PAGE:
Hepatocellular carcinoma (HCC) is a major cause of cancer-related death worldwide with the fastest rising incidence of all cancers at present time. Sorafenib is an oral multikinase inhibitor that holds as the only consistently efficacious systemic therapeutic agent in the treatment of advanced staged HCC as demonstrated in recent Phase III clinical trials. Patient data reveals frequent resistance to sorafenib by means of either acquired resistance, in which the tumor progresses during treatment despite initial drug sensitivity, or de novo resistance, in which a tumor is refractory at the onset of treatment. Interestingly, TWIST1 expression also correlates with poor prognosis and advanced stages among HCC patients. TWIST1 also shows a correlation with resistance to other systemic therapies and my preliminary data suggests TWIST1 can confer sorafenib resistance to HCC cells. The precise pathways that TWIST1 may influence to cause sorafenib resistance have not been studied thus far. Preliminary data suggests that TWIST1 may be activated downstream of Signal Transducer and Activator of Transcription 3 (STAT3) and once activated may initiate a variety of signaling cascades to induce sorafenib resistance. Phosphoprotein RTK antibody array data suggests that PDGFR, HER3, and EphA3 may be upregulated by TWIST1 to mediate sorafenib resistance in HCC cell lines. As such, the mechanisms by which TWIST1 may mediate sorafenib resistance include reactivation/overexpression of the sorafenib target (i.e. PDGFR) or activation of bypass effector oncoproteins (i.e. HER3 or EphA3) in which a parallel signaling molecule activates downstream targets necessary for drug resistance. The experiments outlined in this F31 application aim to causally identify and mechanistically describe the pathways involved in TWIST1-induced sorafenib resistance and credential a novel STAT3-TWIST1 axis by which HCC tumors develop sorafenib resistance. First, STAT3 will be assessed for direct transcriptional activation of TWIST1 and the role of TWIST1 in sorafenib resistance. Secondly, candidate receptor tyrosine kinases will be analyzed to causally identify sorafenib resistance mechanisms. Thirdly, our novel TWIST1-inducible murine autochthonous liver tumor model will be utilized to evaluate TWIST1-induced sorafenib resistance in vivo and validate mechanisms identified with HCC cells in vitro.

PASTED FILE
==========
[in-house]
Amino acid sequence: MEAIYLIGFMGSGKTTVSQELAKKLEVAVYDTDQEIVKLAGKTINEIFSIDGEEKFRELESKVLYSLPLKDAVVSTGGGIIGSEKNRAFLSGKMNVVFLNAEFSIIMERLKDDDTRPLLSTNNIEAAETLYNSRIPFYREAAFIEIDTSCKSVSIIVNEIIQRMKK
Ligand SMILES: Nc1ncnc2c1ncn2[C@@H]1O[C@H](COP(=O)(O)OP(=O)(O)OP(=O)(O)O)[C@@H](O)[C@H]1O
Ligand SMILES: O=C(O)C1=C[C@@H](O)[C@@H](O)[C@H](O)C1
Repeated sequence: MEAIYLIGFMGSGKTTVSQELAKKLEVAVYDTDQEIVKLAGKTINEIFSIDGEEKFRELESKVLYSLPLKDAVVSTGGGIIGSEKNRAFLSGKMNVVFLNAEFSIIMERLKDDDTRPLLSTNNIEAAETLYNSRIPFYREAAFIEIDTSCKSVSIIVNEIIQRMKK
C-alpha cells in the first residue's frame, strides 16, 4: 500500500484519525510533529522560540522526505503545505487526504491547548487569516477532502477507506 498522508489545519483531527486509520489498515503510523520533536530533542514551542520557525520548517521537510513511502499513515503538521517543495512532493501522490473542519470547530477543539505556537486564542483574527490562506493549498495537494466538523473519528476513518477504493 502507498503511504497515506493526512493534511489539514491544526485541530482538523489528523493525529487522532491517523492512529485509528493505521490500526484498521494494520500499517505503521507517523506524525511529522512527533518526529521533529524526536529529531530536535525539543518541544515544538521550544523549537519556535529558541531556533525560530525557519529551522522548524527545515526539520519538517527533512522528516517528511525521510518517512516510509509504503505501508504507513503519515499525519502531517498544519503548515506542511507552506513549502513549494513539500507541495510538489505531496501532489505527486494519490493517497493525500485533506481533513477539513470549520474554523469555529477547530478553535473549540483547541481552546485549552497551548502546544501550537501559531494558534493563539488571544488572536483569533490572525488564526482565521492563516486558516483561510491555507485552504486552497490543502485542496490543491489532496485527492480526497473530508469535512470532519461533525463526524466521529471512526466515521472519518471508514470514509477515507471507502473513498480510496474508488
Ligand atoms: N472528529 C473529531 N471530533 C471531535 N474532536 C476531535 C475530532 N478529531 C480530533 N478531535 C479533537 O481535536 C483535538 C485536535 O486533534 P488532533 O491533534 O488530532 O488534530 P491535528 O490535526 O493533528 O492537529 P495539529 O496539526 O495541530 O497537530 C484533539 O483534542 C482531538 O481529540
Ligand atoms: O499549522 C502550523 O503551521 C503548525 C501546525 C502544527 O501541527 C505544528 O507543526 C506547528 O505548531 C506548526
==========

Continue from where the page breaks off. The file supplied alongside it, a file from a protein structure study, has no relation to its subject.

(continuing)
Sorafenib is the only effective FDA approved systemic drug for the most common type of liver cancer, advanced hepatocellular carcinoma (HCC). TWIST1 is a protein found at high levels in many cancers, correlates with poor patient prognosis, and is linked to cancer treatment resistance. The goal of the proposed research is to identify how TWIST1 may cause sorafenib resistance to improve the treatment of future liver cancer patients.